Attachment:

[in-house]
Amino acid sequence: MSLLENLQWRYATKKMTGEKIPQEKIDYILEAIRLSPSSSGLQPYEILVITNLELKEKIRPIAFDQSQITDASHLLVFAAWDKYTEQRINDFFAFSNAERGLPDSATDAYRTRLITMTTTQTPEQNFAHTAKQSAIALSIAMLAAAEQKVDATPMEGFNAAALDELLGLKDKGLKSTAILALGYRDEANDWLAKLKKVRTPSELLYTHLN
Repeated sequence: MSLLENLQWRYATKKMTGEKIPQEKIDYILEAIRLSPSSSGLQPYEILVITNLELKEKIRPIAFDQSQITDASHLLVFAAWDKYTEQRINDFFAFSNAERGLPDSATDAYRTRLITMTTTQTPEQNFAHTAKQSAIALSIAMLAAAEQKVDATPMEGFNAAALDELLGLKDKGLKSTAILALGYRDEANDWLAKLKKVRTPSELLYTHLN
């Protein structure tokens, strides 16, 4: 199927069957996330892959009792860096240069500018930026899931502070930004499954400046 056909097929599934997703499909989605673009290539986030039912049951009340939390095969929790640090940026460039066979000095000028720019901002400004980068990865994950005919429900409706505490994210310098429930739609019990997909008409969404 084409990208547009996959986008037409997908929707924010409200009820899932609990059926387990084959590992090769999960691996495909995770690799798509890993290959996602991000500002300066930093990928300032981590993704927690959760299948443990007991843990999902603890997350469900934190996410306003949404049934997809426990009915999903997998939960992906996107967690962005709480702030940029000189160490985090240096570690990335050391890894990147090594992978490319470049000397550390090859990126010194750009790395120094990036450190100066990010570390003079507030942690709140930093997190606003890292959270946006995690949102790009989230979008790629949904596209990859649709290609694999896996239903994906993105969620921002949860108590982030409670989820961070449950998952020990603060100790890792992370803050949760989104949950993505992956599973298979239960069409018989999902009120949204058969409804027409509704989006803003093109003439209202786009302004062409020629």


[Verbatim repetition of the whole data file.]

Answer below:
[in-house]
Amino acid sequence: MSLLENLQWRYATKKMTGEKIPQEKIDYILEAIRLSPSSSGLQPYEILVITNLELKEKIRPIAFDQSQITDASHLLVFAAWDKYTEQRINDFFAFSNAERGLPDSATDAYRTRLITMTTTQTPEQNFAHTAKQSAIALSIAMLAAAEQKVDATPMEGFNAAALDELLGLKDKGLKSTAILALGYRDEANDWLAKLKKVRTPSELLYTHLN
Repeated sequence: MSLLENLQWRYATKKMTGEKIPQEKIDYILEAIRLSPSSSGLQPYEILVITNLELKEKIRPIAFDQSQITDASHLLVFAAWDKYTEQRINDFFAFSNAERGLPDSATDAYRTRLITMTTTQTPEQNFAHTAKQSAIALSIAMLAAAEQKVDATPMEGFNAAALDELLGLKDKGLKSTAILALGYRDEANDWLAKLKKVRTPSELLYTHLN
């Protein structure tokens, strides 16, 4: 199927069957996330892959009792860096240069500018930026899931502070930004499954400046 056909097929599934997703499909989605673009290539986030039912049951009340939390095969929790640090940026460039066979000095000028720019901002400004980068990865994950005919429900409706505490994210310098429930739609019990997909008409969404 084409990208547009996959986008037409997908929707924010409200009820899932609990059926387990084959590992090769999960691996495909995770690799798509890993290959996602991000500002300066930093990928300032981590993704927690959760299948443990007991843990999902603890997350469900934190996410306003949404049934997809426990009915999903997998939960992906996107967690962005709480702030940029000189160490985090240096570690990335050391890894990147090594992978490319470049000397550390090859990126010194750009790395120094990036450190100066990010570390003079507030942690709140930093997190606003890292959270946006995690949102790009989230979008790629949904596209990859649709290609694999896996239903994906993105969620921002949860108590982030409670989820961070449950998952020990603060100790890792992370803050949760989104949950993505992956599973298979239960069409018989999902009120949204058969409804027409509704989006803003093109003439209202786009302004062409020629």